Review: Claas Disco 9200C Business

Check out this review of the Claas Disco 9200C Business mower.

This month I tested a quality all-round product from Claas that Campbell Contracting in Pihama, Taranaki recently took delivery of – the new Disco 9200C Business rear butterfly mowers, which complement its existing 3200C Disco Profil front mower.

Rusty and Sarah Campbell along with Rusty’s parents Scratch and Diane have had a long association with Claas mowers owning another set of doubles, a single trailing mower and now their new triples to replace a smaller 8500 set. The family has been mighty impressed with the mowers ability to drop grass.

Claas offers three specification levels for its rear triples: trend the base spec; contour the mid-spec; and top-of-the-line Business spec which can be straight-bar, conditioner or run with autoswathers as rear butterfly mowers.


Apart from a few design tweaks and a slight colour scheme change, the new MaxCut bar is really the main talking point. The name MaxCut comes from the two pieces of Hardox steel, one called Max and the other Cut, which are located on the front of the bar and each side of the skid plate reducing the possibility of blade strike which was the only real issue with the older bar type.

Internally, Claas has shaved 2mm off the gears which are now 22mm in depth and are polished to give a tight five teeth grip (2.5 teeth from each drive gear) on the SafetyLink shaft with no slope at all. The core structure of the bed has a wave shape pressed into it on the front and is straight at the back with 3000 tonnes of force meaning no welding is required and no reason to fail.

The discs have also been redeveloped with the diameter increasing by six millimetres, and the disc runs inside the skid and the bar all the time for added protection.

Disco 9200_2


The test mowers were running the Claas operator monitor with full hydraulic ground pressure adjustment for all three mowers on the move. Combined with full auto steer GPS in the tractor, this machine is hard to beat in terms of efficiency.

There are two controller options – the entry Operator (test machine) and the up-spec colour Communicator II control box. Both can be run through ISOBUS into the tractor monitor. This works better on some monitors than others. The monitor on the test Puma 230 was run through the comfort controller as the GPS was on the tractor monitor. You can also run the machine in ‘P2’ which means it is running through the tractor spools for lifting as opposed to the buttons on the monitor.

A cool feature of the monitor is its ability to store up to 20 jobs and storage capabilities in the monitor for total hectares mown as well as total hours used with PTO running time. For the cycle to begin you must unfold the mowers which, thanks to the hydraulic unlock, is all done from the monitor.

Construction and operation

Although this machine looks big and complicated, a lot of the parts (such as the gear box, bed, frame, belt drive, shafts, rams etc) are interchangeable with the single mounted mowers which means parts are readily available. Two slots for the rear mower working widths are available depending on the front mower – a 3200 and 3600 gives 8.9 and 9.1 metre mowing width respectively.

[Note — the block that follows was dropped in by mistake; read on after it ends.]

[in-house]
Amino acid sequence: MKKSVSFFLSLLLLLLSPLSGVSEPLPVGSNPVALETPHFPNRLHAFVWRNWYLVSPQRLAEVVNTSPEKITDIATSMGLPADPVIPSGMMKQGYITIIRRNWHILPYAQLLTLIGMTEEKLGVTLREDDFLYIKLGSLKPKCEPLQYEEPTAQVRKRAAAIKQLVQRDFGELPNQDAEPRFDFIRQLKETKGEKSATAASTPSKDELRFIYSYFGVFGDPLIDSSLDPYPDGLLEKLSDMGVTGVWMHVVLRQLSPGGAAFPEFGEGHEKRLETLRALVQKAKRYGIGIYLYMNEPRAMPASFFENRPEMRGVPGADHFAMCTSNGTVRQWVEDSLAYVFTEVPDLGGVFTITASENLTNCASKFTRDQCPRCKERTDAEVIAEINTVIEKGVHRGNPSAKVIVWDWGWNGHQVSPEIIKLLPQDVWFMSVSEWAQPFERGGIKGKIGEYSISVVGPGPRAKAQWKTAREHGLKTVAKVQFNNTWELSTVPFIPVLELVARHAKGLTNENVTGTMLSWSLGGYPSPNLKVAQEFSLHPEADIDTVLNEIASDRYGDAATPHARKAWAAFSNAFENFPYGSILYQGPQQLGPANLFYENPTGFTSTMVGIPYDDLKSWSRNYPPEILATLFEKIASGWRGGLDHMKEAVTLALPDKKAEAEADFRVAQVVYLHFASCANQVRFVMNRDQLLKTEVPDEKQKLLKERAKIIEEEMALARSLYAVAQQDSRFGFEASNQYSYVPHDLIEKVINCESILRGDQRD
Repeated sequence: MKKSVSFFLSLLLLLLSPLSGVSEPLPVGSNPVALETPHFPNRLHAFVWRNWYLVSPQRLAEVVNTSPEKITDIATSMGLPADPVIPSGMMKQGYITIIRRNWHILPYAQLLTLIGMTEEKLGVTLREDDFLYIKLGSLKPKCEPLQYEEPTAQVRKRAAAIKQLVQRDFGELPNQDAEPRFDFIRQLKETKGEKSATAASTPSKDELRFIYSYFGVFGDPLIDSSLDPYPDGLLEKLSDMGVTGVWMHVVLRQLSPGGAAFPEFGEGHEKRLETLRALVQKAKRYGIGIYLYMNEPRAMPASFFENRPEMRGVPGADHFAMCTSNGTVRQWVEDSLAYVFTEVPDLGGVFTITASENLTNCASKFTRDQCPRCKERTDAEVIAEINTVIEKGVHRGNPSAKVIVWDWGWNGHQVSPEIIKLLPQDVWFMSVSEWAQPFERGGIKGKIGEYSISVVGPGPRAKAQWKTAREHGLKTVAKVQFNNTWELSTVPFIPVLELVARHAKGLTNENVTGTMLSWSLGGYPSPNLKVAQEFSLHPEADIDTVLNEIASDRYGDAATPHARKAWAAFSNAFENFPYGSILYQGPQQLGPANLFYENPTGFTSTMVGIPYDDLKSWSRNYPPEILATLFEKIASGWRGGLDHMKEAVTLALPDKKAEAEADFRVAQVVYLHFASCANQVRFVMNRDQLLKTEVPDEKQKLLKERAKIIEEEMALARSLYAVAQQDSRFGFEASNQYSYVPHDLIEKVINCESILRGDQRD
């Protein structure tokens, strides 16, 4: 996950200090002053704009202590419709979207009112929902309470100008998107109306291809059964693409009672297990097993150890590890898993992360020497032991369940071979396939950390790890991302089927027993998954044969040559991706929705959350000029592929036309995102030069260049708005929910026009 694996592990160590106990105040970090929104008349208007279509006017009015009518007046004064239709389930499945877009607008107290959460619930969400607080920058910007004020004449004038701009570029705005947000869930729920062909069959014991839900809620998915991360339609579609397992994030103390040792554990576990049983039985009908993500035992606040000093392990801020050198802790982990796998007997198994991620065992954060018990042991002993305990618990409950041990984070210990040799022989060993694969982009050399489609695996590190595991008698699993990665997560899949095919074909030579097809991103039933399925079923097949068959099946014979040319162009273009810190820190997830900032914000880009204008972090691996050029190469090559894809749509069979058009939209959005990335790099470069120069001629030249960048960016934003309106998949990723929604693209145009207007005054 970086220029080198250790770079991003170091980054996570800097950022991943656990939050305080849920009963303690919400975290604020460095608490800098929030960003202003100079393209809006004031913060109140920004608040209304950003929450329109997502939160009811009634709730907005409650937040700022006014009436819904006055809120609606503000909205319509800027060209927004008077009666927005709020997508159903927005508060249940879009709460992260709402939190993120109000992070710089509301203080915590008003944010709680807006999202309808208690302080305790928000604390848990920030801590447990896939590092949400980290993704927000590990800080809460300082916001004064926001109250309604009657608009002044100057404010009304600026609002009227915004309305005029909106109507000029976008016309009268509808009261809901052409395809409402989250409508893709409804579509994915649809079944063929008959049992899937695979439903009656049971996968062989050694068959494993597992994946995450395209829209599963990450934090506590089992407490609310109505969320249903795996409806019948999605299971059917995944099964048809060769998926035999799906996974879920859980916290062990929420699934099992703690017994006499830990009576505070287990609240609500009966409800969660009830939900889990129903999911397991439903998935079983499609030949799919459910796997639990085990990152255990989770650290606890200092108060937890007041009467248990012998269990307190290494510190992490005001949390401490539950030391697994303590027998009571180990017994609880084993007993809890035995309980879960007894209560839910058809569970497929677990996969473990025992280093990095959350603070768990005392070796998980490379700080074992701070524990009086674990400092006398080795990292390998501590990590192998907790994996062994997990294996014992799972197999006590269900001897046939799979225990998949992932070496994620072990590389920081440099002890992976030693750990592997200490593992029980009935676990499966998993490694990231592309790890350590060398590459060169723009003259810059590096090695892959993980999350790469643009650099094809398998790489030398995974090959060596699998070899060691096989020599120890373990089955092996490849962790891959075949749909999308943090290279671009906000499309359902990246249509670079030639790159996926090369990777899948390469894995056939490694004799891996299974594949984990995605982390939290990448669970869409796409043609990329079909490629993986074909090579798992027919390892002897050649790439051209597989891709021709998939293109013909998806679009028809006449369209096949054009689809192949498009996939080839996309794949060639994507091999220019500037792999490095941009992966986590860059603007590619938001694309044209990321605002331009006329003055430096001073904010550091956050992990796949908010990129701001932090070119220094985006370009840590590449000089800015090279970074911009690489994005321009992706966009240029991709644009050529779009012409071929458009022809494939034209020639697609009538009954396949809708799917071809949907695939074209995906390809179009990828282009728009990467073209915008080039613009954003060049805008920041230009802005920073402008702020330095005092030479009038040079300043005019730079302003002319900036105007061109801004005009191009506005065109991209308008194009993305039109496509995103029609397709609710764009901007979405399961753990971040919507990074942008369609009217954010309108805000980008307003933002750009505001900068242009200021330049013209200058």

The mower headstock has been reinforced with the pins repositioned for better weight distribution and the drive shaft holder and magnetic hydraulic couplers are all kept well out of harm’s way during storage. The storage box for spare blades also has stickers for left and right.

Contour following

All Disco Contour rear-mounted mowers are equipped with the suspension system called ActiveFloat. A simple eye check from the cab and adjusting the plough arms until the red arrow points to the guide indicates the correct position.

ActiveFloat is the hydro-pneumatic suspension between the cutter-bar and the ground. This can be adjusted from the cab with a one-way hydraulic outlet on all other models but our test Business model allows this to happen on the move via the monitor with the load sensing hydraulics constantly adjusting to maintain the set pressure. The Business unit also benefits from hydraulic brake back system while the trend and the contour units have mechanical brake back which is still very effective.

On all front mounted Profil mowers since 2010, there is the hydraulic suspension option – simply take the springs off and mount the hydraulic rams and pressure gauge. With the hydraulic option the front mower runs the same ActiveFloat system as the rear mowers and when combined with the rear business unit, this will be done infinitely via the front to rear connecting hose.

Disco 9200_5

The verdict

Power requirements are always a bit of a lottery with these machines because it is entirely dependent on the type of terrain. The recommendation is 200 horsepower. The test Puma CVT 230 (boosted to 270) handled the mowers very comfortably and, with the full nine-metre cut, it produced healthy efficiency figures and didn’t flinch all day. This machine is ‘the business’.


  • Attention to detail.
  • Build quality.
  • MaxCut bar is very well designed.
  • On the move hydraulic ground pressure adjustment.
  • Load sensing keeps the bar pressure constant.
  • Fully ISOBUS compatible so can be run through the tractor monitor.
  • Hydraulic unlock and protection break back.
  • Gearbox speed sensors with alarms should speed be either too high or low.
  • Very good cut quality in annual grass with spray truck marks which can usually end up with a somewhat hairy look.


  • While forward visibility of the front mower is excellent, contour following isn’t as good as some other brands.

Read the full article in the latest issue (#224) of Farm Trader magazine. Subscribe here.

Previous ArticleNext Article
Send this to a friend